Belarus has signed a range of energy agreements with Russia, handing over its gas supply network while cementing progress toward a nuclear power plant to offset the fuel.
Intergovernmental talks in Moscow last week completed strategic negotiations on gas, including price, transit tariffs and terms under which Russia's Gazprom will take 100% ownership of Beltransgaz, the gas transmission network. Gazprom will pay $2.5 billion for the remaining 50% of Beltransgaz shares, repeating a transaction carried out in May 2007.
The former Soviet state imports the vast majority of the gas used for industry and power generation from Russia, but will benefit from a price significantly lower than its neighbours in the European Union.
The deals were sealed by a ceremony involving both countries' presidents and prime ministers, Dmitry Medvedev and Vladimir Putin as well as Alexander Lukashenko and Mikhail Myanikovich. It was hailed as a new era in energy cooperation.
The move establishes three export routes for natural gas sourced in the Yamal Peninsula of central Russia's Arctic coast: one via Ukraine that serves south-eastern Europe; the new Nordstream pipeline that runs under the Baltic sea to surface in Germany; and now the Belarusian network which gives a major direct connection into Poland. This is network "is the shortest and cheapest way to Europe," said Mikhail Kovalev of Belarusian State University. He added that Gazprom would "convince the Europeans to buy more gas" and thereby keep all the connections busy.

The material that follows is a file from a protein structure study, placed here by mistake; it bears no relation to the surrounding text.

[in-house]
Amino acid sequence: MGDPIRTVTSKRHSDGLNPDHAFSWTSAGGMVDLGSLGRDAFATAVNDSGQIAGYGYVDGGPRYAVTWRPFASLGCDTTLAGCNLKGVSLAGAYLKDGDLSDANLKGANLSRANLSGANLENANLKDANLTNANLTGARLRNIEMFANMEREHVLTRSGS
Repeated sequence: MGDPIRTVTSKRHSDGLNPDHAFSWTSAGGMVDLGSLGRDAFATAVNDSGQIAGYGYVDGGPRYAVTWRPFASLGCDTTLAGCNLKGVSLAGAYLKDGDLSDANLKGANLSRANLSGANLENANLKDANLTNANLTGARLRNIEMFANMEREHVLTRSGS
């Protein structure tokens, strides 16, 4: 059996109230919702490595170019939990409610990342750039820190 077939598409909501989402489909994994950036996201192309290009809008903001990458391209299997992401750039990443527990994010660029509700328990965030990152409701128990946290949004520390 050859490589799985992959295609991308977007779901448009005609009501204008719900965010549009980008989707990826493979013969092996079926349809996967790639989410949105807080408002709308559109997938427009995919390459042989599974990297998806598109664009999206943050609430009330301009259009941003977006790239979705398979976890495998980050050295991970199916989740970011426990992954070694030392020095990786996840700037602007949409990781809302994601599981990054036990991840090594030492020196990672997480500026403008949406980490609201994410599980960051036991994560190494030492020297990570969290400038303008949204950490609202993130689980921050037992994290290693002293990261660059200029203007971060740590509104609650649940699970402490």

Despite deep cooperation between the countries on energy, there are "no links" between the gas agreements and plans for a Russian-built nuclear power plant, said Nikolai Grusha, head of the nuclear energy department of the energy ministry.
Nevertheless, Mikhail Filimonov of the nuclear construction directorate noted that "the nuclear power plant is meant solely for Belarus' needs to substitute some part of very expensive gas." He said the nuclear power plant would prevent the need for about 5 billion cubic metres of gas per year. This compares to the 22.5 billion cubic metres Gazprom expects to sell to Belarus in 2012.
The price of gas just agreed for Belarus is $165.50 per 1000 cubic metres, which puts a figure of $827 million per year on the imports that could be avoided. By contrast, uranium fuel and waste management for the two reactors would cost less than $200 million per year, giving very significant savings once the cost of construction and capital have been met. The economics tally with Russia's policy of expanding domestic nuclear and hydro to achieve secure low-carbon electricity generation at home while simultaneously freeing up gas as a profitable and politically powerful export.
A 'general contract' for the construction of the Ostrovets nuclear power plant is in preparation, envisaging two 1200 MWe AES-2006 model pressurized water reactors. Site preparation has already begun and the reactors could begin their 60-year operating lives in 2017 and 2018.
In late October a government announcement detailed Belarus's progress towards these goals after a visit by prime minister Mikhail Myasnikovich to Moscow. The countries are "gradually signing the whole package of documents for the project." Myasnikovich said, "I think we will sign the general contract and the credit agreement at the beginning of next year, in the first quarter." The cost was estimated at $9.4 billion.
Researched and written
by World Nuclear News